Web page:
No. 36

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How to survive in the changed security situation

  • Mart Raudsaar

    Mart Raudsaar

    Editor-in-Chief of Riigikogu Toimetised issues 29–40

Security is the focus topic of the new issue of Riigikogu Toimetised. As the members of the Riigikogu who participated in the Riigikogu Toimetised conversation circle found, security cannot be divided into external and internal security any more, and there are new aspects in it due to global developments. This is why we can say without exaggeration that security involves all fields of life. Besides war, it is also necessary to take into account humanitarian and natural disasters, and unexpected technological collapses that do not have to be the direct result of the activities of an enemy state (for example, solar flares that can knock out all electronics).

What has happened in the world, why has the world come unstuck? Head of the International Centre for Defence and Security Sven Sakkov discusses it in his essay. How the Estonian defence capabilities have reacted or should react in the future to these changes is the problem we can think about together with General Ants Laaneots, who has written about the building up of the Estonian national defence, and with Colonel Enno Mõts, who is the Commandant of Estonian National Defence College, and whose article deals with the impact of technologies on the armed forces over the next ten years.

Si vis pacem, para bellum. The state has to know what resources it has and what it should do in a crisis situation. The Ministry of Justice has conducted a national defence law revision, and the leader of the Working Group Margit Gross gives an overview of it. Lawyer Emeritus Kaido Pihlakas writes about military law, which is a related topic.

Our major translated article is Mark Galeotti’s analysis of the means Russia uses to direct its political war in Europe. How does Europe respond to it? Viljar Veebel describes the European Union’s normative power in relations with Russia. Regarding the issues of internal security, it is also possible to read Kristjan Kaldur’s article about newly arrived immigrants in Estonia, and Kristiina Raidla-Puhm’s treatment of the theoretical sources of Islamic radicalism. So that what should we do better in this context than others in the world have done before us?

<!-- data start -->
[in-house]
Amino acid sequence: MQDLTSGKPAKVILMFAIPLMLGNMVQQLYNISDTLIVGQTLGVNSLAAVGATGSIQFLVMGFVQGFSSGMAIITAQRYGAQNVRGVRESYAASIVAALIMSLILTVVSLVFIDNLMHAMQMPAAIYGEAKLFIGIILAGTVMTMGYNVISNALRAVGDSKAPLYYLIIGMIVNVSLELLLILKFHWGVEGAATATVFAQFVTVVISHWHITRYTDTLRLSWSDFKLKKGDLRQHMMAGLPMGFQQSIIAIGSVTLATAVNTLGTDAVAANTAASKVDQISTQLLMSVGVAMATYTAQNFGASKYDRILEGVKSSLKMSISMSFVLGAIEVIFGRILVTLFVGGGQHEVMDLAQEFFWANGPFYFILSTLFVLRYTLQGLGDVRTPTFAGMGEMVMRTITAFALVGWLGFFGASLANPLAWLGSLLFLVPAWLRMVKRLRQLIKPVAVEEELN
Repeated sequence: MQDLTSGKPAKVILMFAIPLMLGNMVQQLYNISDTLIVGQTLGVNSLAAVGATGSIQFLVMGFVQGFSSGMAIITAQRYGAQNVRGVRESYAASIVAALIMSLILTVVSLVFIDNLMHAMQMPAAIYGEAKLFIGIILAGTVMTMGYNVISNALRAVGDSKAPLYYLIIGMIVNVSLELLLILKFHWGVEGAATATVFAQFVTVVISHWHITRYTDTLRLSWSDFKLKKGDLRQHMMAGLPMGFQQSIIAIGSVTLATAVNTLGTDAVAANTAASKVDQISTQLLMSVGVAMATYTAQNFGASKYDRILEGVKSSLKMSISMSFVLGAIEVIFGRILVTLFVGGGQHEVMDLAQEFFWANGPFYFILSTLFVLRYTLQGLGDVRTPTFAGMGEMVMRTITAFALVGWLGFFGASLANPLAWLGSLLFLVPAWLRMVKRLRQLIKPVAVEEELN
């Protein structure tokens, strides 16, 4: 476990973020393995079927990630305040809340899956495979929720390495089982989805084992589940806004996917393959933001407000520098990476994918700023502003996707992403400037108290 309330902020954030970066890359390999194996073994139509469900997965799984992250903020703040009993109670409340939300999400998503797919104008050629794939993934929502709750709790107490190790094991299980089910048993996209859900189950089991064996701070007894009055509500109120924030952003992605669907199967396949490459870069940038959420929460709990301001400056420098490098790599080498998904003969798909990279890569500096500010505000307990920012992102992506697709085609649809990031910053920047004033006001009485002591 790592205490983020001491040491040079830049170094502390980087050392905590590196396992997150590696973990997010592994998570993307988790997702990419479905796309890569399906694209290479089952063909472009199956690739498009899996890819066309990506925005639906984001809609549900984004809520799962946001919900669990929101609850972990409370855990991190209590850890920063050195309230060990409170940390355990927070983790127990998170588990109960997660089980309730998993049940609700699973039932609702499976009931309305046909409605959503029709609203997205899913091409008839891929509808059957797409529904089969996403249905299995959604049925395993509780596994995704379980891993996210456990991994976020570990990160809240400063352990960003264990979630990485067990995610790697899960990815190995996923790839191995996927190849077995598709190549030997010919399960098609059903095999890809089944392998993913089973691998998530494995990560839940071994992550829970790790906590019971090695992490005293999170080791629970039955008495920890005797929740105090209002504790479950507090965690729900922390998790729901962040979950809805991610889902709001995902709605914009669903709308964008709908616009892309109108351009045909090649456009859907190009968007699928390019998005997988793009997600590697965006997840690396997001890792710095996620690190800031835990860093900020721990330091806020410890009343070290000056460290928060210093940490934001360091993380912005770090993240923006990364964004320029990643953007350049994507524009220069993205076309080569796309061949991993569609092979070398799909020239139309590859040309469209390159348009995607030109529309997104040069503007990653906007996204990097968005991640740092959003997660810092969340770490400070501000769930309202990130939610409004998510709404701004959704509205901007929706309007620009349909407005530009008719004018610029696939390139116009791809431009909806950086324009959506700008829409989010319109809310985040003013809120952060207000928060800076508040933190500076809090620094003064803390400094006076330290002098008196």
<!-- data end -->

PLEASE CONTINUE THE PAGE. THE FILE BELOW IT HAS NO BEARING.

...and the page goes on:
But as we had local elections recently, this topic should not be overlooked either. Besides security issues, there is a small block of articles on elections in the new Riigikogu Toimetised. Political scientist Rein Toomla examines the voter turnout, particularly in the merged local governments, and Alar Kilp discusses the election turnout of young people.

The article on the parliamentary elections of 2015 by the recipient of Riigikogu scholarship Kristiine Järvan also relates to the elections and local governments, giving a short survey of the voting loyalty of citizens. Alvar Nõuakas from the National Audit Office discusses how the state should support improving the public services of local governments.

However, in the security context, we should follow the principle that we believe in our partners and the common moral values, but we still have to do what is necessary. And if it is not possible in any way to do all, then we should do at least half.

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